Monitoring power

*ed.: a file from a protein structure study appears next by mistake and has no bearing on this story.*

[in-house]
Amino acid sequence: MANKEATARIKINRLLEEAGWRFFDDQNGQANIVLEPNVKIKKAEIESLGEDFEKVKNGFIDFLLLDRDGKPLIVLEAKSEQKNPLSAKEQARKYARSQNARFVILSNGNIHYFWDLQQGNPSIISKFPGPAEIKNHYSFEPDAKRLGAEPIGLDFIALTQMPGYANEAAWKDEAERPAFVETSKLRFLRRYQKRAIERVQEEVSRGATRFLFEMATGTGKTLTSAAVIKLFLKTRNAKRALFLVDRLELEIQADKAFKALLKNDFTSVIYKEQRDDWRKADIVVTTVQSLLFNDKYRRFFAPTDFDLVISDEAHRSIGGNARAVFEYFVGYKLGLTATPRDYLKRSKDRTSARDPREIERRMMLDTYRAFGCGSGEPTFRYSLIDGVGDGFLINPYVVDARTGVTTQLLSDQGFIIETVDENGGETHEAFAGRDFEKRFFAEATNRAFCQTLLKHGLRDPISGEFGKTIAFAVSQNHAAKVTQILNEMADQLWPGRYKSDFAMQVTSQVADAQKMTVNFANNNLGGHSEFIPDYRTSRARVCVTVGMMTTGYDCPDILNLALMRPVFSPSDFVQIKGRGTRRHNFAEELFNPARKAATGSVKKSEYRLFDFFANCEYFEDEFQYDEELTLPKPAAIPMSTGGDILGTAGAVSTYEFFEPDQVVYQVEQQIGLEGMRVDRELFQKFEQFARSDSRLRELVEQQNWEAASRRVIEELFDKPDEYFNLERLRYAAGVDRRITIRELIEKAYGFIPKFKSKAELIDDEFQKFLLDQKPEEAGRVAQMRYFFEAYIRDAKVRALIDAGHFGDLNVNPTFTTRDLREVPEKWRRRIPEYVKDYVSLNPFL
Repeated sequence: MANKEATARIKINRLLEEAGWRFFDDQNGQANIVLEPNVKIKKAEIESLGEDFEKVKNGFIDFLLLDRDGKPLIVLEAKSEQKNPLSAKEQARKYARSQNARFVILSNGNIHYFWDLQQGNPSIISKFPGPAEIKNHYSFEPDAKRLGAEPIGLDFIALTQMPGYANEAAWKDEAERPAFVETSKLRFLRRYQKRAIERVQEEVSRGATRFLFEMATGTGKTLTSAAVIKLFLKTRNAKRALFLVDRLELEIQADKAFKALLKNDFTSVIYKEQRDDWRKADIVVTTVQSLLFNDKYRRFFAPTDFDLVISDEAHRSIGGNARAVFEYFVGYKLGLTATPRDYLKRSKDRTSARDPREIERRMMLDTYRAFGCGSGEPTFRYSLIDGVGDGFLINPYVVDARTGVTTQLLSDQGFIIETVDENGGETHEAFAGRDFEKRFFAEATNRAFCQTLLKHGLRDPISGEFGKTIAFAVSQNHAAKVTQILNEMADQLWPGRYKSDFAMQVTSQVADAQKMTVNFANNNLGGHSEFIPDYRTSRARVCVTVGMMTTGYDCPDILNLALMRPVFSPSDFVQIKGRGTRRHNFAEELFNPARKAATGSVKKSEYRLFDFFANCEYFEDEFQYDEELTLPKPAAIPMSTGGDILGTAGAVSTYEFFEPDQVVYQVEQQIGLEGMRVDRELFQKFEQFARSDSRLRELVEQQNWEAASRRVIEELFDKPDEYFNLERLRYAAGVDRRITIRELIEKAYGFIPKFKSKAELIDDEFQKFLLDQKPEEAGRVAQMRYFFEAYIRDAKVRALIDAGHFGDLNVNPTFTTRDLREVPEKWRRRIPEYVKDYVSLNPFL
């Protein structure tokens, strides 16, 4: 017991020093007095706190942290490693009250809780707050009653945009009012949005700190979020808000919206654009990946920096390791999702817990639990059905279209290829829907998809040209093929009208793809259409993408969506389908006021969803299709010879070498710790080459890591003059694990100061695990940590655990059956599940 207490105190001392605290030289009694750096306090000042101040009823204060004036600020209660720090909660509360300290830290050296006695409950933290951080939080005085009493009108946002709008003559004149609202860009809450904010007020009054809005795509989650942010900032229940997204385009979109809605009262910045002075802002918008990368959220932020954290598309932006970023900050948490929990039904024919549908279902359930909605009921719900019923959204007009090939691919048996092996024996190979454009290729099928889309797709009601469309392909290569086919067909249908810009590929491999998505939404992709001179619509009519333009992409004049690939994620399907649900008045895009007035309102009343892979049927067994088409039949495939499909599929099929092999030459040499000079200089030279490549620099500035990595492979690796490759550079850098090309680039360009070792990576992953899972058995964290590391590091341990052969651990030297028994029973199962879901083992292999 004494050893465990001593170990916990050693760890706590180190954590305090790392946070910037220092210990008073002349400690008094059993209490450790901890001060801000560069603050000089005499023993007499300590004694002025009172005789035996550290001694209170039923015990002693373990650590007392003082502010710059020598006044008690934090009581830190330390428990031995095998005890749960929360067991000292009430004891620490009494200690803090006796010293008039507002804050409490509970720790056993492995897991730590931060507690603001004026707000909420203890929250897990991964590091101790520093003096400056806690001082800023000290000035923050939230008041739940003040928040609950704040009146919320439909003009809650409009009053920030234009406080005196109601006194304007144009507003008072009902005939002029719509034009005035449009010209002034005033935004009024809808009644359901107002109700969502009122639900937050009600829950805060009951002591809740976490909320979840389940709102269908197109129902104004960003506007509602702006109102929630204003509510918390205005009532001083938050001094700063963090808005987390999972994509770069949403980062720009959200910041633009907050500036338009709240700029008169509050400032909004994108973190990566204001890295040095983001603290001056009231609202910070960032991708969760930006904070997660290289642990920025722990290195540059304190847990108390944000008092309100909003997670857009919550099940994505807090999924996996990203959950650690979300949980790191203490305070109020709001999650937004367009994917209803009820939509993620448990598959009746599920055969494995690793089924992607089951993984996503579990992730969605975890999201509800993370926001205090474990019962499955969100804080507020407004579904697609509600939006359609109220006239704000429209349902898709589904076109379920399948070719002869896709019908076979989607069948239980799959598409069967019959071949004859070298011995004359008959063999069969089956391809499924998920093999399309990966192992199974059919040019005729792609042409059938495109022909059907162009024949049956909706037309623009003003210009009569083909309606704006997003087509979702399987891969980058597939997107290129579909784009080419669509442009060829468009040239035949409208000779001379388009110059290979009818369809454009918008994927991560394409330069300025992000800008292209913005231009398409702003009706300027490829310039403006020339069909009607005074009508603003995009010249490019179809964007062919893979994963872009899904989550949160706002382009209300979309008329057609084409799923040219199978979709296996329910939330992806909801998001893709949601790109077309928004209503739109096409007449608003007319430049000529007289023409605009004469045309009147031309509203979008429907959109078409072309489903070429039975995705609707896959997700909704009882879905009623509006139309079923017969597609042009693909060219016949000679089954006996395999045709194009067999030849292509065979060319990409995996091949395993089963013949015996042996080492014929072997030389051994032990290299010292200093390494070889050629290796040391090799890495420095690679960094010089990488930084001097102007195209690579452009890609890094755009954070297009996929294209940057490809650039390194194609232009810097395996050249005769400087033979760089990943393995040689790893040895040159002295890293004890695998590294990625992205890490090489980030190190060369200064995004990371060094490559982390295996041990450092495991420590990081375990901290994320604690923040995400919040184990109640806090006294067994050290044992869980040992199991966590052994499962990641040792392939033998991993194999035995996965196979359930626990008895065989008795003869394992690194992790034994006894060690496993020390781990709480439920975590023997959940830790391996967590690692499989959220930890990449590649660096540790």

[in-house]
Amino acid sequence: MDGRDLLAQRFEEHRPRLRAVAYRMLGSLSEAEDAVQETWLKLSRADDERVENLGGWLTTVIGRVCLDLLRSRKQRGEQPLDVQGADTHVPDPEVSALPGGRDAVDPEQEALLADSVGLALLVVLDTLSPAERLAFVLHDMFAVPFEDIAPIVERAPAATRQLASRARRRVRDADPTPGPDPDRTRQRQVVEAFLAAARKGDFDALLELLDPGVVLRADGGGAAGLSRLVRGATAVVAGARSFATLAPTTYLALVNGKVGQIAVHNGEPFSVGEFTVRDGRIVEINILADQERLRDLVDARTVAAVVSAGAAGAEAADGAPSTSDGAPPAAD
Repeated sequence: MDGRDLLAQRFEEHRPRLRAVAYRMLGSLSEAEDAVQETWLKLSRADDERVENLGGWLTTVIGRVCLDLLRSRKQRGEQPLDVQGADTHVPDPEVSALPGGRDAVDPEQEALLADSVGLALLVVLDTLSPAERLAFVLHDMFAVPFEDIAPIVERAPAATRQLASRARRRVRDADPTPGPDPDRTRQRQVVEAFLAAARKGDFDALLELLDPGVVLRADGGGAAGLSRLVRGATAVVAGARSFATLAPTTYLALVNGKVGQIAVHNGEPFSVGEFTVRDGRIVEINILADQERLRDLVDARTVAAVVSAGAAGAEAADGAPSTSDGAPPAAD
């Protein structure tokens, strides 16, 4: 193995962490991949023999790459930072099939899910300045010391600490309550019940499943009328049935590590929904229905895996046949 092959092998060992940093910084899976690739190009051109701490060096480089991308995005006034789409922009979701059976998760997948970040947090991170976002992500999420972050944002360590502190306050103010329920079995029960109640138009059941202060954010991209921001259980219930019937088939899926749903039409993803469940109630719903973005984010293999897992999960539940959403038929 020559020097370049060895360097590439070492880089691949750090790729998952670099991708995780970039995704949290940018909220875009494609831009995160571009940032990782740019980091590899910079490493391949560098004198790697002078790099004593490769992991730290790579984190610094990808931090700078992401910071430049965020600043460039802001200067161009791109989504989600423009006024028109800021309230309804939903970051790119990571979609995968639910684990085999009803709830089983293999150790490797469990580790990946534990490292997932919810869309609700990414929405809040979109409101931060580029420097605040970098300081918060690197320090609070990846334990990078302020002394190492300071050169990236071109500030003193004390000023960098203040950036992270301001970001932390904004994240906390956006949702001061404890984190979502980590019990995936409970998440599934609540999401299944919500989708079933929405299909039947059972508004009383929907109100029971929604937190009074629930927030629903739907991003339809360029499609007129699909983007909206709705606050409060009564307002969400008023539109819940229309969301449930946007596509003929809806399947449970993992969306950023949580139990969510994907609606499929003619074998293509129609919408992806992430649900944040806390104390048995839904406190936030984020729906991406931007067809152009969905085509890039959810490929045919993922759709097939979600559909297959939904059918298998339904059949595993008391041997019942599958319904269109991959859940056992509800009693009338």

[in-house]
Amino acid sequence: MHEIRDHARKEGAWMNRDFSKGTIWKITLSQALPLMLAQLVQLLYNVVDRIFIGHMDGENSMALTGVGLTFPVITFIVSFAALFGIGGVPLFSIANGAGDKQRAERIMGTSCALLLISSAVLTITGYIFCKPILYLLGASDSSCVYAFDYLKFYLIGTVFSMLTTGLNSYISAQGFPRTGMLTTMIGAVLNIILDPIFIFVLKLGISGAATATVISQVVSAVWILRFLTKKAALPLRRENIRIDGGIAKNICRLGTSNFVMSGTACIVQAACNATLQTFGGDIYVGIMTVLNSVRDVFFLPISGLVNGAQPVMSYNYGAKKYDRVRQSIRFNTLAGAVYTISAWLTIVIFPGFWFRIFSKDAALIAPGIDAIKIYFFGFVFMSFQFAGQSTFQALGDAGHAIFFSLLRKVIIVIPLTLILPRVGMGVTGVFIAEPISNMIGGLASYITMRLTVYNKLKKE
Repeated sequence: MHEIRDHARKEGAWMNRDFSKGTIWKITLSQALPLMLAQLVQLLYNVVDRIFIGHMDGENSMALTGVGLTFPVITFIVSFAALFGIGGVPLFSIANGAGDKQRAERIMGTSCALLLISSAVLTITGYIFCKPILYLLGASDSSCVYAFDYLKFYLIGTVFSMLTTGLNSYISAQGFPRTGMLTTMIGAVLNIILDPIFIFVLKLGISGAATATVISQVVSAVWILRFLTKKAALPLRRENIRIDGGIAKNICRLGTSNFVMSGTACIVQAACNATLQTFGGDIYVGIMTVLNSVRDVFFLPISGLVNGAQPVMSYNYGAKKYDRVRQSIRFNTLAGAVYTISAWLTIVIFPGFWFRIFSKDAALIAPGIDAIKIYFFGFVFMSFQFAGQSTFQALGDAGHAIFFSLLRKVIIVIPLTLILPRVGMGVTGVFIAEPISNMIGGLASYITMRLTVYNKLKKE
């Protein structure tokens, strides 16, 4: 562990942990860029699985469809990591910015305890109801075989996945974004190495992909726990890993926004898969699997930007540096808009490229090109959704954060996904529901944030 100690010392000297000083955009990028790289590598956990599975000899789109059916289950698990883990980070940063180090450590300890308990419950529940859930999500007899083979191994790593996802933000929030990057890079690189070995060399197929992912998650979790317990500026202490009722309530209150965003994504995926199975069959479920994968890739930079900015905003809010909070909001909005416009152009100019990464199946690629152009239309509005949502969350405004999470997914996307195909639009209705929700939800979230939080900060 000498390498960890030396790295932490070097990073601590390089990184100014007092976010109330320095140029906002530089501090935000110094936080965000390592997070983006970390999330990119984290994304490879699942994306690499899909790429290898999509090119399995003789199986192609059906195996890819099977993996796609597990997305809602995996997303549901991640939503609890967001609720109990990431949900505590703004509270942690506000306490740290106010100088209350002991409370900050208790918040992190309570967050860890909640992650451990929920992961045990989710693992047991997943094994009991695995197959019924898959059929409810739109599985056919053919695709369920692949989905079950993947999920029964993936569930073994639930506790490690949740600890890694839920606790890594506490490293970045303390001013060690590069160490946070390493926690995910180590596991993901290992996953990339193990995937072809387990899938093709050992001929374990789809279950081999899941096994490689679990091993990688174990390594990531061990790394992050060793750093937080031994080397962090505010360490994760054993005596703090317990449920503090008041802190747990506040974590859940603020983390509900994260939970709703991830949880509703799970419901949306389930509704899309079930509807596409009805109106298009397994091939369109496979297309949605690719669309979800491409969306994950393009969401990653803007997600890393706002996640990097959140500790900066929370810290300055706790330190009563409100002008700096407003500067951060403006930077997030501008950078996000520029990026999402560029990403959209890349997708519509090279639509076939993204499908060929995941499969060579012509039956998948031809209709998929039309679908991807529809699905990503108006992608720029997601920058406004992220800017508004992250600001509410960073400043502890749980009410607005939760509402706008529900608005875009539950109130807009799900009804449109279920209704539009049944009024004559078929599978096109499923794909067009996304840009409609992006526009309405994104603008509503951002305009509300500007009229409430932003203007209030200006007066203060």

The opposition has the right but also the obligation to check government activity. The majority rules, the minority monitors. This is described in the Greek Constitution, which outlines the contours and the content of our democracy. According to the Constitution, the opposition has a duty to make criticism of the government’s deeds as it thinks proper, and on these grounds no one can accuse the PASOK Socialists of the party’s harsh opposition to the conservative administration of Costas Karamanlis. To be sure, quality is still lacking from PASOK’s opposition and the Socialists often fall short of touching the heart of the issues they criticize. Furthermore, it is a sign of immaturity that PASOK’s bashing of the government is based on the politically groundless conclusion that the government has yet to start governing. Nevertheless, the ruling officials must refrain from protesting PASOK’s artificially stern opposition and give answers to all questions raised in Parliament. It is not the job of the ruling party to react to opposition criticism on the basis of evaluations of the evident or secret motives of its political enemy. If New Democracy wants to ensure that our democracy continues to function smoothly, it must make sure it does not repeat the error committed by former Prime Minister Costas Simitis in his second tenure when, reacting to the caustic statements coming from the opposition, he went on to essentially deny its right to check his policies.

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